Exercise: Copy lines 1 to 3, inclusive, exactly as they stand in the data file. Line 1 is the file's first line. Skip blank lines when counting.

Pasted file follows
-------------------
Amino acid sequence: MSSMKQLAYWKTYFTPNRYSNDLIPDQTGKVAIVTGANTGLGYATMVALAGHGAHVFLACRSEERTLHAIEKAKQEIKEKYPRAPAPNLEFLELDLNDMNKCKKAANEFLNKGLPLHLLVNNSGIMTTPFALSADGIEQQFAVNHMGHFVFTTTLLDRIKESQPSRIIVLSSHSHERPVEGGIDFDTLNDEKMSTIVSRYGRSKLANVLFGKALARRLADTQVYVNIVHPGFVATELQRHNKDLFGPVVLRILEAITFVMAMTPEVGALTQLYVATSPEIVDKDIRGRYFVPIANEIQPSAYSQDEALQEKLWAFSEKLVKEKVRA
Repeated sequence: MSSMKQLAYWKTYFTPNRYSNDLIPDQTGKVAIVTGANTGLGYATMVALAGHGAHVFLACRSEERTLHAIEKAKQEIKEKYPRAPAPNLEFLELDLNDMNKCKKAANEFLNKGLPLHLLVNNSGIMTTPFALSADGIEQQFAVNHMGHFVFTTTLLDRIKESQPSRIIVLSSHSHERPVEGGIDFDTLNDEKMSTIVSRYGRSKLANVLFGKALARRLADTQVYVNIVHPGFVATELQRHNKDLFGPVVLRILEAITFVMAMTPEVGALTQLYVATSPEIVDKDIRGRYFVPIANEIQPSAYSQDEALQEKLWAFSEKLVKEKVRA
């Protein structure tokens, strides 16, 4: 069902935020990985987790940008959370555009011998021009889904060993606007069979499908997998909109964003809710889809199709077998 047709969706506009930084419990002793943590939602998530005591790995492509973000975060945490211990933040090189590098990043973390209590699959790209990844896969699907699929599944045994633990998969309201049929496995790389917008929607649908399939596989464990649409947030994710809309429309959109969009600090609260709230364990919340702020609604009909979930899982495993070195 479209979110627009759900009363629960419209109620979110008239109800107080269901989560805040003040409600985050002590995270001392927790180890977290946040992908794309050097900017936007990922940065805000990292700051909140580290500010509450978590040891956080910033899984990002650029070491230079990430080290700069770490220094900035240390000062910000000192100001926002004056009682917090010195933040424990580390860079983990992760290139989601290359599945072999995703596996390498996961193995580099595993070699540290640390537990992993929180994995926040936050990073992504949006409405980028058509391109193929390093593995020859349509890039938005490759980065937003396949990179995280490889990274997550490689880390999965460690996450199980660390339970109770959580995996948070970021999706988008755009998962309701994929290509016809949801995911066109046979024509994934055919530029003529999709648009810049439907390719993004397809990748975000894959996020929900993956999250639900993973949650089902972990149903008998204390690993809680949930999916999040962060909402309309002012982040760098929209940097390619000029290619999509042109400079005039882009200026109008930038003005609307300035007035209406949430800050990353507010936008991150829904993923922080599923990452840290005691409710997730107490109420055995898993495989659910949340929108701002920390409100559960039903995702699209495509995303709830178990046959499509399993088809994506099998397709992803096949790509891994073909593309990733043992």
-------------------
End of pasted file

Amino acid sequence: MSSMKQLAYWKTYFTPNRYSNDLIPDQTGKVAIVTGANTGLGYATMVALAGHGAHVFLACRSEERTLHAIEKAKQEIKEKYPRAPAPNLEFLELDLNDMNKCKKAANEFLNKGLPLHLLVNNSGIMTTPFALSADGIEQQFAVNHMGHFVFTTTLLDRIKESQPSRIIVLSSHSHERPVEGGIDFDTLNDEKMSTIVSRYGRSKLANVLFGKALARRLADTQVYVNIVHPGFVATELQRHNKDLFGPVVLRILEAITFVMAMTPEVGALTQLYVATSPEIVDKDIRGRYFVPIANEIQPSAYSQDEALQEKLWAFSEKLVKEKVRA
Repeated sequence: MSSMKQLAYWKTYFTPNRYSNDLIPDQTGKVAIVTGANTGLGYATMVALAGHGAHVFLACRSEERTLHAIEKAKQEIKEKYPRAPAPNLEFLELDLNDMNKCKKAANEFLNKGLPLHLLVNNSGIMTTPFALSADGIEQQFAVNHMGHFVFTTTLLDRIKESQPSRIIVLSSHSHERPVEGGIDFDTLNDEKMSTIVSRYGRSKLANVLFGKALARRLADTQVYVNIVHPGFVATELQRHNKDLFGPVVLRILEAITFVMAMTPEVGALTQLYVATSPEIVDKDIRGRYFVPIANEIQPSAYSQDEALQEKLWAFSEKLVKEKVRA
């Protein structure tokens, strides 16, 4: 069902935020990985987790940008959370555009011998021009889904060993606007069979499908997998909109964003809710889809199709077998 047709969706506009930084419990002793943590939602998530005591790995492509973000975060945490211990933040090189590098990043973390209590699959790209990844896969699907699929599944045994633990998969309201049929496995790389917008929607649908399939596989464990649409947030994710809309429309959109969009600090609260709230364990919340702020609604009909979930899982495993070195 479209979110627009759900009363629960419209109620979110008239109800107080269901989560805040003040409600985050002590995270001392927790180890977290946040992908794309050097900017936007990922940065805000990292700051909140580290500010509450978590040891956080910033899984990002650029070491230079990430080290700069770490220094900035240390000062910000000192100001926002004056009682917090010195933040424990580390860079983990992760290139989601290359599945072999995703596996390498996961193995580099595993070699540290640390537990992993929180994995926040936050990073992504949006409405980028058509391109193929390093593995020859349509890039938005490759980065937003396949990179995280490889990274997550490689880390999965460690996450199980660390339970109770959580995996948070970021999706988008755009998962309701994929290509016809949801995911066109046979024509994934055919530029003529999709648009810049439907390719993004397809990748975000894959996020929900993956999250639900993973949650089902972990149903008998204390690993809680949930999916999040962060909402309309002012982040760098929209940097390619000029290619999509042109400079005039882009200026109008930038003005609307300035007035209406949430800050990353507010936008991150829904993923922080599923990452840290005691409710997730107490109420055995898993495989659910949340929108701002920390409100559960039903995702699209495509995303709830178990046959499509399993088809994506099998397709992803096949790509891994073909593309990733043992």